Wild Turkey Butchering and Cooking Tips
When cleaned and cooked properly, wild turkeys aren't tough and dry table fare; they are absolutely delicious
If you're only taking the breasts from wild turkeys, then you're missing out on some excellent meat from the legs and thighs. (Scott Stankowski photo)
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There are a lot of turkey hunters that do not realize how versatile a wild turkey is when it comes to table fare. When I first started turkey hunting, the first bird I harvested was cleaned whole and frozen. We cooked it like a traditional Thanksgiving turkey and complained about how dry and tough it was. There was a week’s worth of leftovers and by the time it was gone, we were sick of it.
I am a huge trial-and-error person and was not going to stick to that method of cooking. Around this same time, deep frying turkeys was the newest thing to do. Without a lot of guidance from anyone, I decided a wild turkey would be great with this cooking method, because the fryer would lock in the moisture. Man, was I wrong. At the time, I didn’t realize in order to deep fry a turkey the skin must remain on; it turned out dry and tough.
I fell in love with hunting turkeys and had to find a way to make them good table fare. Through a couple of out-of-state trips and the necessity of freezer space, I resorted to breasting out my turkeys. What an ingenious concept that has become for my family. It is all we do now.
I would like to share some tips and preparation how-to that will enable you to enjoy wild turkey as much as we do at my house. We harvest enough turkeys that we no longer buy farm-raised turkey from the store.
Austin, my son, was lucky enough to harvest a nice longbeard during a youth hunt. This video is a step-by-step visual of butchering. If you struggle with the wild turkey butchering process, it is not something to miss.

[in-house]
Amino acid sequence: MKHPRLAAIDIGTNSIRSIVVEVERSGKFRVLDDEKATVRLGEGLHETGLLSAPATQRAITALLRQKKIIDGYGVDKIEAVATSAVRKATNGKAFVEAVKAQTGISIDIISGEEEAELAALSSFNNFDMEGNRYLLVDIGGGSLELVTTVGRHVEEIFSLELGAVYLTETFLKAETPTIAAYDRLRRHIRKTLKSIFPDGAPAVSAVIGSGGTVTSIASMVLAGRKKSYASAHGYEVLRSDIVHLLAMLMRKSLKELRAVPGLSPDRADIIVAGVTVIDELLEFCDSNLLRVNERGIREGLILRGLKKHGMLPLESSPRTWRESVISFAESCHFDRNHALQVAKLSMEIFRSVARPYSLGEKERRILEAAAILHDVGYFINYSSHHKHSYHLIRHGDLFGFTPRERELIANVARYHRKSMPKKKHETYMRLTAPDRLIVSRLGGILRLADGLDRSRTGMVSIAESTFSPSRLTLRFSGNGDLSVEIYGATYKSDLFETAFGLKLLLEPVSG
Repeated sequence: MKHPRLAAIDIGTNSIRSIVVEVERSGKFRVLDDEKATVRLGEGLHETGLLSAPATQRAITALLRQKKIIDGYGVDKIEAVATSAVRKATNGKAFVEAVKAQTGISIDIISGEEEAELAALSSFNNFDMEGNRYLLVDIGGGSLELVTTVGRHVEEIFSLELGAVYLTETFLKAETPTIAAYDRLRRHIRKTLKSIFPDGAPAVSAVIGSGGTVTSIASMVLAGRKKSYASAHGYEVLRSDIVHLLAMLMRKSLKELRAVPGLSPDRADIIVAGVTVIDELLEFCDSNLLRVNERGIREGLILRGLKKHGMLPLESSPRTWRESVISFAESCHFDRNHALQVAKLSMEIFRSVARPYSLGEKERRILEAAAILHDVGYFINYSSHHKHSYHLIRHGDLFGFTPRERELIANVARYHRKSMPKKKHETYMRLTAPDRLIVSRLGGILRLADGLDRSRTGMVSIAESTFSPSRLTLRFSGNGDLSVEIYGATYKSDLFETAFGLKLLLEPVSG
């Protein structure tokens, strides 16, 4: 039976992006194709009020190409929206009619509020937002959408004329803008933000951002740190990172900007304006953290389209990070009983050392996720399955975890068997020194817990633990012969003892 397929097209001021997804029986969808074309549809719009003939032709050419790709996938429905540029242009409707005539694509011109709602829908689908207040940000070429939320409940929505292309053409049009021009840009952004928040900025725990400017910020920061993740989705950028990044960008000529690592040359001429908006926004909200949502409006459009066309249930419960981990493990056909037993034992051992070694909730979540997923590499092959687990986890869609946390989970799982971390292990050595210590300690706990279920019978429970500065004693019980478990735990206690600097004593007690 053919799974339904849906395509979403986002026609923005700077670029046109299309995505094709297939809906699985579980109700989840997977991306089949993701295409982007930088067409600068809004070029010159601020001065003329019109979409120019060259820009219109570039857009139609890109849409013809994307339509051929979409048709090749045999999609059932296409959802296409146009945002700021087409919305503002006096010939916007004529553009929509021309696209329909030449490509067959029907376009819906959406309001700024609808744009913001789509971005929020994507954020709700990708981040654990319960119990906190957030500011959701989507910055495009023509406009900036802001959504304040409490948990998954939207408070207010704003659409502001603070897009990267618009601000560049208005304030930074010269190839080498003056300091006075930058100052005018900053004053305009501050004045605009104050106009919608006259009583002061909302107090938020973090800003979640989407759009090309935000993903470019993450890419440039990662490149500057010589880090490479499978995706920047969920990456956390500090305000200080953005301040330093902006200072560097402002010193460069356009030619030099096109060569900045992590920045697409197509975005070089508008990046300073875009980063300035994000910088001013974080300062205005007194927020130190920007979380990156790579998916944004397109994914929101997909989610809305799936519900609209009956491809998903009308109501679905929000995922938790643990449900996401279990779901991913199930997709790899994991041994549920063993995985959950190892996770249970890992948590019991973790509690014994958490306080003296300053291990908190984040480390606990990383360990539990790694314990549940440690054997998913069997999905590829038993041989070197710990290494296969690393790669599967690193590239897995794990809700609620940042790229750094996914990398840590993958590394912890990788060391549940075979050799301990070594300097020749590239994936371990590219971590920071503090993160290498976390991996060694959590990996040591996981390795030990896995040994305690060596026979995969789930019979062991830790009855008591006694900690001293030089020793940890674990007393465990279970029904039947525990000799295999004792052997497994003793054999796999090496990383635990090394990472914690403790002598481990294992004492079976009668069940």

Lay the wild turkey on its back and begin by making a small cut right along the ridge of the breast bone, big enough to fit your fingers into. Set your knife down and open up the turkey breast area like opening a bag of potato chips. Pull the skin down past where the breast meat inserts into the wing.
Next go to the neck area and pull out the crop of the bird. This is a bag-type structure that birds use to hold their food before they re-swallow it and send it to their gizzard for digestion. When you are done cleaning the bird, it is always a good idea to cut open the crop to see what the bird had been eating. It will give you hints on places to set up for your next hunt.
Once the breasts are exposed, take the knife and cut along the bone of the breast meat on one side. Be careful not to cut into the body cavity behind the ribs and cut down until it inserts into the wing pocket. Repeat on the other breast and you should end up with four pieces of meat. Two smaller ones, which I refer to as the tenderloins, and two larger breast pieces.
I clean those up and divide the larger breast pieces into meals. Typically I can get two meals out of one side of the breast of a decent-size tom. I will then later dice the meat chunks up and use them for a variety of dishes, including turkey Alfredo, breaded and deep fried, or stir fry. If am going to keep the breast whole and grill it I always pound the breasts out with a meat cleaver first.
Are you hungry yet? Well, I have not even gotten to the best part of the bird, the legs and thighs. What? You bet, the best part. I struggled for years with this. I was brought up to not waste what you shoot and always assumed that the legs would be tough, full of tendons and only worthy of soup. Even after boiling them in soup, they still would not tenderize. Well, I learned a new method.
First you need to remove the legs from the bird. Start by dislocating the hip and popping it out. Next cut along the hip bone where there are two medallions of meat on either side of the joint. Dislocate the knee joint and cut off the tendons and feathers.
The legs are so easy to prepare. Buy two cans of soup mix, French onion and golden mushroom. Place the legs in a slow cooker and add the contents of the cans. Add some water until the meat is covered. Cooking time varies, but I usually set on low heat before I leave for work; when I get home the meat falls off the bones. I shred the meat and utilize in a variety of ways. I add barbeque sauce and make pulled-turkey sandwiches, add a bit of taco seasoning and make shredded tacos, add it and the stock to soup, eating it plain with a slice of provolone cheese on a bun is also delicious.
Editor’s Note: Scott Stankowski is the senior outdoor writer for centralwisconsinsports.net and produces weekly articles, typically highlighting getting kids active in the outdoors. His family prides itself on living off of the land. Scott also takes the mantra into the classroom where he teaches environmental science at Wisconsin Rapids Lincoln High School. Scott and his sons have won numerous titles in turkey and deer calling at the state level.